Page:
Sunday, September 26, 2010

At Heart

I love Auburn. I don't mean just the university, although I certainly love AU. It's a complete package. Auburn, the city; Auburn, the university.

I love Auburn and I have for a long time.

I'm sure my own "Tiger Walk", if I may borrow that name, began before I was even born. Mom's family is from DeKalb and Jackson Counties in rural northeast Alabama. Her brothers were members of Future Farmers of America and used to visit Auburn with that group. Her dad's brother eventually became a professor of horticulture at Auburn.

I'm not sure of other family connections to the university, or the town, before my birth, but afterward, Auburn was to become my family's home. In the early '70s, Dad was stationed there with the AU Air Force Reserve Officer Training Corp program. That lasted a few years, then Dad received orders and we moved away.

When Dad retired from the military, he and Mom decided to go back to Auburn. They loved Auburn and we had family there. They also knew Auburn had good schools. And they wanted us kids to be well-positioned to go to college one day. (Auburn was at the top of my list. I recall telling friends in Nebraska, about my plans to go to college at Auburn as we threw my AU frisbee.)

Auburn had been a great place for a kid in preschool and first grade. (As a child, I didn't sit and ponder these things; I just loved my teachers and enjoyed my friends and had great memories.)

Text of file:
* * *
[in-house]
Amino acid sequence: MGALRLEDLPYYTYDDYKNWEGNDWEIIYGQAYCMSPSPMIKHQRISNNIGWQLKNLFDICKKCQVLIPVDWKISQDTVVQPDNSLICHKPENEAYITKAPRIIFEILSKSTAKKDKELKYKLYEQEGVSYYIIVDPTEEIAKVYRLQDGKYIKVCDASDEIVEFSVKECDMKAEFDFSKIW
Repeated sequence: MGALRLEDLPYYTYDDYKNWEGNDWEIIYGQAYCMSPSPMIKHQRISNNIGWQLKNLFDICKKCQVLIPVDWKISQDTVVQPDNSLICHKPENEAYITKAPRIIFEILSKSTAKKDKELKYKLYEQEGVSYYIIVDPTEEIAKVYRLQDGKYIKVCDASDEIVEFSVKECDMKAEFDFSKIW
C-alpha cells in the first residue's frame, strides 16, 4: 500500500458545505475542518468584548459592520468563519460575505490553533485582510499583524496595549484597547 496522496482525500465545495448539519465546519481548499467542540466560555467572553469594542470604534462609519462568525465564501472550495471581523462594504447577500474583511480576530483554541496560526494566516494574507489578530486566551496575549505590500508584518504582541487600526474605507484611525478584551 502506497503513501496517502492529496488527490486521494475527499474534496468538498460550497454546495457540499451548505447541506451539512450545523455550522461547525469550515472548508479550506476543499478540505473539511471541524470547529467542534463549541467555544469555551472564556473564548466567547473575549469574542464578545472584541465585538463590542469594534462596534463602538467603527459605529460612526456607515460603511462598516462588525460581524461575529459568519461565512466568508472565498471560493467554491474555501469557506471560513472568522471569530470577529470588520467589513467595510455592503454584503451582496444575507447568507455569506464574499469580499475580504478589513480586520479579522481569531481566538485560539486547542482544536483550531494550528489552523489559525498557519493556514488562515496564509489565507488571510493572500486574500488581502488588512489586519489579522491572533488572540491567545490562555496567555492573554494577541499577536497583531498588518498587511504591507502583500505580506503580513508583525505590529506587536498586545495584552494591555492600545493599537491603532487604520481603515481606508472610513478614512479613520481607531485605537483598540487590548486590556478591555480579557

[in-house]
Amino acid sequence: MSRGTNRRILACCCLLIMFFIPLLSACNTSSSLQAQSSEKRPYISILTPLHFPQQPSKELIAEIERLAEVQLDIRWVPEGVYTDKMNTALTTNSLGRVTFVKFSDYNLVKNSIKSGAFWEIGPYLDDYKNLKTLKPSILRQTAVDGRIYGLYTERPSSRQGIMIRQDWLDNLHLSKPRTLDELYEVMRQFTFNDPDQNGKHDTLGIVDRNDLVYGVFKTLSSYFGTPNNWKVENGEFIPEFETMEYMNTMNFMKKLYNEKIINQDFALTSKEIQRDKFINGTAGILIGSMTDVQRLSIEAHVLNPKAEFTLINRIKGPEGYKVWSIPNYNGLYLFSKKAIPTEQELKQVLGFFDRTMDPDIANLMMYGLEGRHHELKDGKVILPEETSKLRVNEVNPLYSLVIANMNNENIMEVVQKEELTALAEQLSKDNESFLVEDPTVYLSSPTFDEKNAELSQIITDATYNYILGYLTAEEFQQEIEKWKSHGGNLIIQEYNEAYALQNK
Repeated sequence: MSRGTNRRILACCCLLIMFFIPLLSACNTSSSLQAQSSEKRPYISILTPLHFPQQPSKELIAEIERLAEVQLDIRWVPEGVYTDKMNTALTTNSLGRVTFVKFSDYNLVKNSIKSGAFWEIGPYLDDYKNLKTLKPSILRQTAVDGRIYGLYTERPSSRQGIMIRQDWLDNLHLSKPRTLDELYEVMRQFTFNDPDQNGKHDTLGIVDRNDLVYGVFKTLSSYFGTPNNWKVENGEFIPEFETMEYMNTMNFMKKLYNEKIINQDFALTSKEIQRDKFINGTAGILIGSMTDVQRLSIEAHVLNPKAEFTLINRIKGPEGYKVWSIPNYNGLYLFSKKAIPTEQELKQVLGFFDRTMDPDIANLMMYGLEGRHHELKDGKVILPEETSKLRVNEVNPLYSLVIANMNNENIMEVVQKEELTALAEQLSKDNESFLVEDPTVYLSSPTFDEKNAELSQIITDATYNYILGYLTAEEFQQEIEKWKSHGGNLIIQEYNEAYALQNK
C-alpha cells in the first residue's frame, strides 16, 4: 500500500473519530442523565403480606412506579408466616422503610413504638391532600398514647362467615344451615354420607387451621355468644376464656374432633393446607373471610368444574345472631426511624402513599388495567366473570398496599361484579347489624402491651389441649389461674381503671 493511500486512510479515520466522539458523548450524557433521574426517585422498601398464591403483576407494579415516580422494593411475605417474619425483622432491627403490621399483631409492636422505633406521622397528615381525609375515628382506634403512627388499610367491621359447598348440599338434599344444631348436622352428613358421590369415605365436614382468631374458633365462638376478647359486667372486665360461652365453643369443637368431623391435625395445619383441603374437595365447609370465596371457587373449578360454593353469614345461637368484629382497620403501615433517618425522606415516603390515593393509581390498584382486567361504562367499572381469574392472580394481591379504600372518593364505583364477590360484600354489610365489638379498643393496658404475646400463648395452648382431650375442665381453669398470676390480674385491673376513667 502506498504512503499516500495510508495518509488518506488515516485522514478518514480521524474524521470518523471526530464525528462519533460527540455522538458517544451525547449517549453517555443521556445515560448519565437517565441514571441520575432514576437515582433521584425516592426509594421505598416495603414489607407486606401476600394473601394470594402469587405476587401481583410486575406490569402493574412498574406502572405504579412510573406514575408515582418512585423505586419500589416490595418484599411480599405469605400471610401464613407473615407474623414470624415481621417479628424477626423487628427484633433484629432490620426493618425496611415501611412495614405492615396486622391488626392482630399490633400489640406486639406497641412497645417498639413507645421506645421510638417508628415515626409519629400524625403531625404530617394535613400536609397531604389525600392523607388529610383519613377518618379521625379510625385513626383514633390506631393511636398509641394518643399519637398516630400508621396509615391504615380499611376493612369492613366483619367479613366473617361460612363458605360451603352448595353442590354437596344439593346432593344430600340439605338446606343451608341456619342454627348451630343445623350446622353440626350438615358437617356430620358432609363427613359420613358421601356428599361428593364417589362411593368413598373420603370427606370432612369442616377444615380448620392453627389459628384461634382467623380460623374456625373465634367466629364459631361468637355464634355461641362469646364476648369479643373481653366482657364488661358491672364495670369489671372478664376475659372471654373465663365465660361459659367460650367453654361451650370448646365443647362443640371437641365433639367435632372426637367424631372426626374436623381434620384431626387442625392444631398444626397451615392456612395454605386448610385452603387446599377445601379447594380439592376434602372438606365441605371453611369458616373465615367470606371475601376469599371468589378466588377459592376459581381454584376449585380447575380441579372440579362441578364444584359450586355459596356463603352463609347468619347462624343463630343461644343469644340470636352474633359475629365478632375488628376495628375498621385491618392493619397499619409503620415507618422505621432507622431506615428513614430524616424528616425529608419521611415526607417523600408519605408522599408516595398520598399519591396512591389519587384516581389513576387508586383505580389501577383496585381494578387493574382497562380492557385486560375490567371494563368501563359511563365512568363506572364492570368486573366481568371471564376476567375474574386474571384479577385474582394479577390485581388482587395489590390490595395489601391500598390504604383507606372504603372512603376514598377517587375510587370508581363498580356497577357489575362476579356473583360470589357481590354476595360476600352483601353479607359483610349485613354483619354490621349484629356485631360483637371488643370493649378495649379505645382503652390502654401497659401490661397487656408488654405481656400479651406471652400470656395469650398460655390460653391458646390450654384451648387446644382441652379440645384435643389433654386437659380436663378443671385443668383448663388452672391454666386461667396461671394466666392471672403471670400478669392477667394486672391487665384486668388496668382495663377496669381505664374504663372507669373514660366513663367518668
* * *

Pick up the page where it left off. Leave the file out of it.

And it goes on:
When we moved away, Auburn was still part of a me, as reflected in my schoolhouse art (see at right). Not that we could watch the team play football often. But I had that frisbee. Mom and Dad left the Auburn plate on the front of our station wagon and the Auburn decals (see below) on the side windows (including an "A" zone sticker for my Dad; who knew the zoning system had been around that long?).

Moving back to Auburn in 1980 was like a homecoming. Yes, as a teenager changing schools - especially at that dynamic time of entering junior high - there were challenges. But our family had some roots from living there before. My grandfather's brother was still teaching at the university. Some of my friends (and a teacher) from my days at Grace Methodist's preschool and Dean Road Elementary School remembered me.

Fast forward to 1986. I became a full-fledged member of the Auburn Family. I was finally an official part of campus life, not just a town kid making his way to the computer lab or library from time to time.

Haley Center. RBD. The Eagle's Nest. Momma G's. Toomer's Drug Store.(Remember Mac Lipscomb?). Glendean Drugs Sani-Freeze. Jordan-Hare: towering daily; rambunctious on game day. Rolling Toomer's Corner.

Some of the great landmarks are gone, like the Kopper Kettle, Glendean Drugs, Sani-Freeze and the Tiger and War Eagle theaters (not to mention the "rocking chair" theater). Some of them have changed: a new student union; a coffee shop in RBD; the university, years ago, repealed unrestricted access to the observation deck on atop Haley, day or night, to enjoy the view.

But the town and the campus remain beautiful, comfortable, energizing.

Yes, Auburn, the town, and Auburn, the university, have grown and changed over the years. But at heart, they are still the same.

At heart, they are still home.

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